optimism and adaptability.
We already see more and more job advertisements that feature
requirements like listening and oral communication; adaptability
and creativity in responses; confidence and motivation; co-operation,
teamwork and interpersonal skills; and leadership potential
and skills at negotiation. Academic competence is naturally
required, but constitutes only a relatively small part of
Success in Careers Takes More Than IQ
Law, engineering, medicine, and MBA graduates will find
it more important to have a high competence level in emotional
intelligence. We know that university admission policy for
professional degrees is generally very selective, focusing
almost exclusively on intellectual abilities. One needs a
certain threshold competence to get into such courses, research
showing the entry level to be within the range of 110 and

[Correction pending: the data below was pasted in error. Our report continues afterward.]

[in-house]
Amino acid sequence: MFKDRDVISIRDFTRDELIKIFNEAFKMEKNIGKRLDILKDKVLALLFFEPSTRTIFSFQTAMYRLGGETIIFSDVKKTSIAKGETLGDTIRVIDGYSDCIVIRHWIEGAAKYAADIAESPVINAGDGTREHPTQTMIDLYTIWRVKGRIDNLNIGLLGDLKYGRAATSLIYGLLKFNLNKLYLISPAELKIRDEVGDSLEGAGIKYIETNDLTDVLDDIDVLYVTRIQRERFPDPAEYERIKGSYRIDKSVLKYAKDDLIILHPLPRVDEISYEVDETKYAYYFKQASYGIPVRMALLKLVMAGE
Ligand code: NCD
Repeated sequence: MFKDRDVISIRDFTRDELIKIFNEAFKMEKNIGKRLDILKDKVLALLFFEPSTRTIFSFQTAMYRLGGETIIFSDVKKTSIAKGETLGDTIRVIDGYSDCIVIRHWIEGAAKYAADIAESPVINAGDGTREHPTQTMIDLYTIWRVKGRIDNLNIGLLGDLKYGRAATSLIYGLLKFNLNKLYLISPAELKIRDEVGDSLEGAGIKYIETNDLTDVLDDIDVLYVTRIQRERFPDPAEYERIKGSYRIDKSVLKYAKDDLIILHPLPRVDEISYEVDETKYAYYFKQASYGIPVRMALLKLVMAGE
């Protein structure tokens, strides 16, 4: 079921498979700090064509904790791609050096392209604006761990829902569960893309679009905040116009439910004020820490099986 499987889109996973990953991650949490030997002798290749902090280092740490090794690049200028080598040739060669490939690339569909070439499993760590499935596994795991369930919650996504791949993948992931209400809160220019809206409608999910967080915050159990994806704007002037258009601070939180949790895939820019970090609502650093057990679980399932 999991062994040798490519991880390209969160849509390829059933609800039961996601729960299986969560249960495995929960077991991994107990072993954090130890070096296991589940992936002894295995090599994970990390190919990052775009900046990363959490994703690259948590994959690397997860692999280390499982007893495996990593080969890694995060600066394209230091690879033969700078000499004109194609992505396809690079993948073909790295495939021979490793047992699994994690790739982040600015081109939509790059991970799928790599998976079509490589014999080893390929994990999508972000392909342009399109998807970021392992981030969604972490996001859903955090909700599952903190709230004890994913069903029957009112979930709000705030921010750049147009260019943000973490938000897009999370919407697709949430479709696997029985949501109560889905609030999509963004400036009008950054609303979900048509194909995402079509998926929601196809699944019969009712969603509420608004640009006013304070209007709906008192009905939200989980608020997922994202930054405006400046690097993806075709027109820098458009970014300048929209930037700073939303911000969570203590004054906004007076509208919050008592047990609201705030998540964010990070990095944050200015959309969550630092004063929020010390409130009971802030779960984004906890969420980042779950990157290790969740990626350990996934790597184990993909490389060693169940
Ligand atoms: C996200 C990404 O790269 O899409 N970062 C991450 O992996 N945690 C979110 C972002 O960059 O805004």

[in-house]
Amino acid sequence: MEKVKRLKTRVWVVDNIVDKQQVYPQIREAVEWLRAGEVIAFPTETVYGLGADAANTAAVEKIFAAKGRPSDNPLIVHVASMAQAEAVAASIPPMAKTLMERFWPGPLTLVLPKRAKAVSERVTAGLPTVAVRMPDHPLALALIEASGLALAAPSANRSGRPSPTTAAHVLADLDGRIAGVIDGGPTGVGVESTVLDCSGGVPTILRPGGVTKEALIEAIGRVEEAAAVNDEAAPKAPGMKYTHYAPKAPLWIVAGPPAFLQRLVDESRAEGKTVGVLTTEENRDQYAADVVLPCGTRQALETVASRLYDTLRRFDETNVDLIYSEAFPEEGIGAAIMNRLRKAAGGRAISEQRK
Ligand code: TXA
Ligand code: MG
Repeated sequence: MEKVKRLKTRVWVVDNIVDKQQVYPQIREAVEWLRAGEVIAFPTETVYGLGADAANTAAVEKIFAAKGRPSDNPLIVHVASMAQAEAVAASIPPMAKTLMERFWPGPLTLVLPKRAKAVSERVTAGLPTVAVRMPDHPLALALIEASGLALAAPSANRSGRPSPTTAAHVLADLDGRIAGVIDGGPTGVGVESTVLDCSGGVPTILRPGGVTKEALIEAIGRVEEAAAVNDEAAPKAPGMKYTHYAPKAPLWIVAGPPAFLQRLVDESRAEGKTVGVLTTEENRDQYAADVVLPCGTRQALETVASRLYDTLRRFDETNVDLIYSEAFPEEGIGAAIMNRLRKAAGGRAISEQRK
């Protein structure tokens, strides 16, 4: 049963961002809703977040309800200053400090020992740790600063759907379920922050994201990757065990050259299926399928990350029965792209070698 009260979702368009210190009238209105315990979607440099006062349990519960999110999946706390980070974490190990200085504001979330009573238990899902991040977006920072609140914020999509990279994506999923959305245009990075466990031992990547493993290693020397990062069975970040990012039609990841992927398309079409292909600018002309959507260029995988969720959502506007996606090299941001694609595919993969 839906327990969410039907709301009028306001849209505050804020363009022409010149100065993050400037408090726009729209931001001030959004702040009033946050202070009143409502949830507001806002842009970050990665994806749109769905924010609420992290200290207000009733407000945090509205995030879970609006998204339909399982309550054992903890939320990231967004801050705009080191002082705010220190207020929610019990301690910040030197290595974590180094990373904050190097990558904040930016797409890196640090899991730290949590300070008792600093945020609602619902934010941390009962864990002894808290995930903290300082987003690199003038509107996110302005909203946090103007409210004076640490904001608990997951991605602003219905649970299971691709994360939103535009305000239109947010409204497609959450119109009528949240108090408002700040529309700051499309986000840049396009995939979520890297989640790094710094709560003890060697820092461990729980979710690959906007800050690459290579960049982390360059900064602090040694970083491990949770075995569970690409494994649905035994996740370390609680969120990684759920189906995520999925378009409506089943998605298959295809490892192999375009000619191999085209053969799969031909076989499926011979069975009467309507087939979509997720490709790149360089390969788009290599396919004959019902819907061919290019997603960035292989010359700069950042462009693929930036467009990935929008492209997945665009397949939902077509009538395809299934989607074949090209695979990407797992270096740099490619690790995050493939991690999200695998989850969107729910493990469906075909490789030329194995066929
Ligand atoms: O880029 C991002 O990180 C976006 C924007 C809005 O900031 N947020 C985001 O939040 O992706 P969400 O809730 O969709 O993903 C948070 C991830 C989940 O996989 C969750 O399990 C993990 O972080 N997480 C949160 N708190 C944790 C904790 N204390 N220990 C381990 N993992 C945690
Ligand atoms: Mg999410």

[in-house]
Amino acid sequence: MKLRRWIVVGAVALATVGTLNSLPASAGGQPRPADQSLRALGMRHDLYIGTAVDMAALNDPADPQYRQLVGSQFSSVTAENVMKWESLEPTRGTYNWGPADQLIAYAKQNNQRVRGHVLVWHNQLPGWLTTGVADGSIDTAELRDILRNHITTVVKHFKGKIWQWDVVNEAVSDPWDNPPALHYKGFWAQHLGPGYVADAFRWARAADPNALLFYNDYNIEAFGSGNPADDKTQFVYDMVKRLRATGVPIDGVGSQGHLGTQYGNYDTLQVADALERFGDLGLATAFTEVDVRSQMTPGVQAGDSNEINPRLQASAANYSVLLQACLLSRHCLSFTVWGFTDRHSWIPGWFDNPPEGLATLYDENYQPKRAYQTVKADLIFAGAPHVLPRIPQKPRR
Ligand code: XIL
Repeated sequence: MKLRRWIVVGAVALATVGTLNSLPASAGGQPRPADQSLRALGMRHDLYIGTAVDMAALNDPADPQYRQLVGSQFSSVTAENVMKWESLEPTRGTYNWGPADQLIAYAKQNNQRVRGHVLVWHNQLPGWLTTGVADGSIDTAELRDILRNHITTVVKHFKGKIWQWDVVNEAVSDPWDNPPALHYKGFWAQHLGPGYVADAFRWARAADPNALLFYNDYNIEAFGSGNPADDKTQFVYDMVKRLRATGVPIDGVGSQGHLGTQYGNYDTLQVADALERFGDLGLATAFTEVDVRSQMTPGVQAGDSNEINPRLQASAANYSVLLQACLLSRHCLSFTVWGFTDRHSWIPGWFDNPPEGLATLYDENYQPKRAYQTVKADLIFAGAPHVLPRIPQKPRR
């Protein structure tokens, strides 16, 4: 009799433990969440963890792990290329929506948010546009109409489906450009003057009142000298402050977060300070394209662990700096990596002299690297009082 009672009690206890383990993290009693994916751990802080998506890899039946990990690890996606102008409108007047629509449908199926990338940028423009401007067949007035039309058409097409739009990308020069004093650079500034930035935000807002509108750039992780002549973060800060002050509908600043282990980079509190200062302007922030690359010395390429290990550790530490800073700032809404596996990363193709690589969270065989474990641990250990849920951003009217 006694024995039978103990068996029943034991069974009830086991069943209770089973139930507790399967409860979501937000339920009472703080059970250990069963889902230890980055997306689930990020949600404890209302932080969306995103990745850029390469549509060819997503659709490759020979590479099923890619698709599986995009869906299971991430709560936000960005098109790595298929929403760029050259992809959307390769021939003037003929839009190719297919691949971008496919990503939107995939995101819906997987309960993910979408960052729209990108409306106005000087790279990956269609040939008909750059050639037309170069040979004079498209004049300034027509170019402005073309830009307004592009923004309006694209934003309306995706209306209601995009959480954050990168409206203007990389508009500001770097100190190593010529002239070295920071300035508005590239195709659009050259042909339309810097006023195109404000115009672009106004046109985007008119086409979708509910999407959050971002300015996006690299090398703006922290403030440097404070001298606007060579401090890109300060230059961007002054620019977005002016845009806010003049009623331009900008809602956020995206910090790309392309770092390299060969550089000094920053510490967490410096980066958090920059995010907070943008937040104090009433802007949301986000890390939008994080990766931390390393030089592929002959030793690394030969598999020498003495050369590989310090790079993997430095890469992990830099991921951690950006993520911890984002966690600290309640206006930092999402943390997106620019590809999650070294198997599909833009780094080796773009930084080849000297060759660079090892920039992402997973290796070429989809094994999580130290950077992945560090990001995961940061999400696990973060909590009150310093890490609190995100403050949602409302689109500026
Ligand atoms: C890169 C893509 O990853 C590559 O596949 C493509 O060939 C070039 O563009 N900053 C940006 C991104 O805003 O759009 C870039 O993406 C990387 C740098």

120 in IQ. Once someone jumps over that strict barrier, he/she
is going to find himself/herself surrounded by colleagues
within the top 10 - 12% of intelligence.
Technical expertise and professional education are like
a baseline cut-off point determining if you can get the job.
Thus, IQ does not offer much competitive edge in careers.
Once you are in, it is the other competencies, such as emotional
intelligence, that you bring to your professional expertise,
which to a great extent, determine your performance. And the
higher hierarchy one occupies in an organisation, a higher
level of emotional intelligence is required.
Emotional competence can be grouped into personal competence
and social competence. Personal competencies, like self-awareness,
self-regulation and motivation, determine how we manage ourselves.